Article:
Comparison to include suitability of each material in practical and in design terms: in- situ concrete, paving (flags, block pavers, brick), wood (railway sleepers, log sections, bark) gravel, man-made decking materials.
HARD LANDSCAPING MATERIALS
Understand the effective and appropriate use of hard landscaping materials.
Hard landscaping predominantly uses hard materials, like stone, wood, concrete, bricks, paving, and metals, rather than “soft” soil, plants and planting.
How to use hard landscaping to create cohesion in garden design? Use identical materials to those that the house is built in for paths/walls; Reflect any motif or pattern used in the house, perhaps on a building or seat; Use local stone where available to link with the landscape/buildings or walls; Use a limited number of hard landscape materials; Consider the scale and proportion of features; Consider the use of colours and styles to be appropriate to the site.
NATURAL MATERIALS (LANDSCAPING)
MAN MADE MATERIALS (LANDSCAPING)
Hard wearing and maintenance free; Easily self-mixed and laid (available ready mixed for larger jobs); Adaptable (moulded or shuttered for differing uses). Can be coloured. Surface moulds can be used to give the impression of different materials; Different surfaces to suit use: Floated/smooth; Tamped/rough, ridges, good for grip on slopes; Brushed; Washed to expose aggregate, or aggregate rolled into the surface. Can be expensive for big areas; Needs good hard core foundation; Can weather and break up; If not level can have puddles – if not laid well, these can freeze, becoming a major hazard. see cast-concrete
Natural/soft. Can be formal, through to rustic informal. Consider the source of the wood in making a choice – local or imported from sustainable woodland – can be an issue with imported hard woods; Splinters can be a risk factor; Needs maintaining (cleaning off algae and oiling).
Man Made: Wrought iron, through to modern stainless steel (formal to informal) need for some to be maintained;
STAINLESS STEEL (LANDSCAPING)
HORIZONTAL ELEMENTS (LANDSCAPING)
Describe a range of horizontal elements: paths, steps, patio and decking. Compare the benefits and limitations of a range of materials for each of the above, including concrete, paving and wood:
Basically for carrying traffic – pedestrian/light machinery; Needs to be safe and usable in all conditions; Can be a major part of a design, linking areas together, leading the visitor through the garden, ornamental feature in its own right, can give sound to a garden (gravel), can enhance either formal or informal designs; As well as general access to areas/desire lines.
(pre-cast concrete/old quarry stone flooring – broken for crazy paving) Come in many shapes, sizes, textures, qualities and colours. Often made to look like natural stone or wood. Can be used to make geometric patterns, through to using as stepping stones. Can easily be used to create unity in the design (same slabs being used for paths and patio). Can be a cheaper option. Some can be heavy to use. May not be strong enough for heavy use. Can break when laying. Need planning to create geometric patterns.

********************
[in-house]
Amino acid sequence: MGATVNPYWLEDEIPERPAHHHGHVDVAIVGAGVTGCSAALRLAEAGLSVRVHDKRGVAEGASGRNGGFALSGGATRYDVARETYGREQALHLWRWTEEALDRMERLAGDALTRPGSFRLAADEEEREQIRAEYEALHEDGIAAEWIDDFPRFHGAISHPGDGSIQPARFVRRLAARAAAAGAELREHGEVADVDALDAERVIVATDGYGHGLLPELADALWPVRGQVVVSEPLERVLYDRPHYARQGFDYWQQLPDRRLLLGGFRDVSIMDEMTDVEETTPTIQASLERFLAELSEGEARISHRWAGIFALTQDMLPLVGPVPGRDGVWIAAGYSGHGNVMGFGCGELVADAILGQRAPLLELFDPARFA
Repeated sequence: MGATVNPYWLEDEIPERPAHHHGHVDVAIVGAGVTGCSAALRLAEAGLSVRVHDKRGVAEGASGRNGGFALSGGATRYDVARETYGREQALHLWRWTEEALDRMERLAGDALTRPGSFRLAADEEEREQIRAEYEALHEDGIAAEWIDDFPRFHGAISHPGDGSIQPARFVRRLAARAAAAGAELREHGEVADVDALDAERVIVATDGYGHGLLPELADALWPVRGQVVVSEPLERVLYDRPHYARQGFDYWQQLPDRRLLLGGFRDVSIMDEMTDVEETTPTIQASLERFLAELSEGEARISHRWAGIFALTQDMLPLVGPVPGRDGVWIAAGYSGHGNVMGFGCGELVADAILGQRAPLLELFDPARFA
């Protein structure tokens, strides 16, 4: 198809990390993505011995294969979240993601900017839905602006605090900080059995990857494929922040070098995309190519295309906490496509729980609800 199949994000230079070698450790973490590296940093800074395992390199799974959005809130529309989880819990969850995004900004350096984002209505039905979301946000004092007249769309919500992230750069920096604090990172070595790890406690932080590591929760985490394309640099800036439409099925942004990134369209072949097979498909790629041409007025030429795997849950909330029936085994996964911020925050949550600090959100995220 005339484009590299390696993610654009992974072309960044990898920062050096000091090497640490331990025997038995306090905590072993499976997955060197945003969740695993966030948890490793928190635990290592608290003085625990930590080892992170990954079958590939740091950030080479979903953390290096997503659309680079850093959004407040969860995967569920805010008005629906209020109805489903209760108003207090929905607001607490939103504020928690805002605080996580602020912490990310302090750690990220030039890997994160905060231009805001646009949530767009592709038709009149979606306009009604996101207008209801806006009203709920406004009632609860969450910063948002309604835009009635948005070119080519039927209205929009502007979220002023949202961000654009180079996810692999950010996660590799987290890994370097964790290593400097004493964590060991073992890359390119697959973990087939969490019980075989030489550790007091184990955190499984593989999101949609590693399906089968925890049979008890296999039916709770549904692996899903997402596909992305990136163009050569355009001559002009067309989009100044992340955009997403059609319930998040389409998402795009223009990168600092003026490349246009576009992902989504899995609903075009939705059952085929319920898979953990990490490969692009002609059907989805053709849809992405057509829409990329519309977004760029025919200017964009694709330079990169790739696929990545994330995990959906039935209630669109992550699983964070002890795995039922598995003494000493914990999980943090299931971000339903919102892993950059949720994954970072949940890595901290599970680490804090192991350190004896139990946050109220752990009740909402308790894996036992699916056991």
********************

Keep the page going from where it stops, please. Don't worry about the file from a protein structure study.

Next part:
Vast choice and range available – clay (best) or concrete – colours – shapes and patterns; If correctly laid, extremely strong and load bearing (good for drives); Can be lifted for work/repair and replaced to look the same; Needs to be laid correctly to take loads (possibly not so important for paths);
Harmonises well with old buildings but requires skill to install properly. Can be a trip and slip hazard if poorly laid.
Landscaping: Natural look for woodland paths; Smell/pine; Local can be cheap; Can become messy/water logged; Can need to be topped up; Not hard wearing or load bearing.
As BOM Good effect on heavy soils if dug in; No food value. Can deplete N.
Gives sound/atmosphere/style; Can be a cheap and easy option; Not easy to walk on or push pushchair on (depth); Can pick up on shoes and come indoors; Slippery on slopes;
SELF BINDING GRAVEL
Self-Binding Gravel (gravel and fines mixture):
Hogging (gravel, fines and clay mixture);
Can be rolled to give a reasonable durable surface;
Cheap option if a good local source available;
Can go soft when wet.
dust in self-binding-gravel
gravel, fines and clay mixture
COTSWOLD STONE CHIPPINGS
BLUE SLATE CHIPPINGS
Can be a simple means of going from one level to another; Dealing with a gentle slope; Ideally, a feature in their own right.
Needs to be designed correctly to have regular even steps, riser 15 cm, tread 25 cm. Treads must not collect water; Can be cast in concrete; Brick riser’s slab treads; Sleepers; Pole riser’s bark treads (rustic informal).
riser 15 cm, tread 25 cm.
riser 15 cm, tread 25 cm.
STEPS TO DWELLING
Seating/outdoor living area often adjacent to the house; Sun versus shade; Construction usually slabs/bricks/pavers; If against a wall must be 15 cm below damp course, sloping away, so as not to catch water (1:100). Lawn may need a drain so as not to become water logged in winter.
Patio made of decking wood; Often raised, providing a place to view the garden at a commonly raised height in relation to other garden areas; Uses ridged, treated planking; Cheap option; Can become slippery; Needs on-going maintenance/cleaning; Splinters can be a hazard if cheap un-planed wood used;
NON SLIP DECKING
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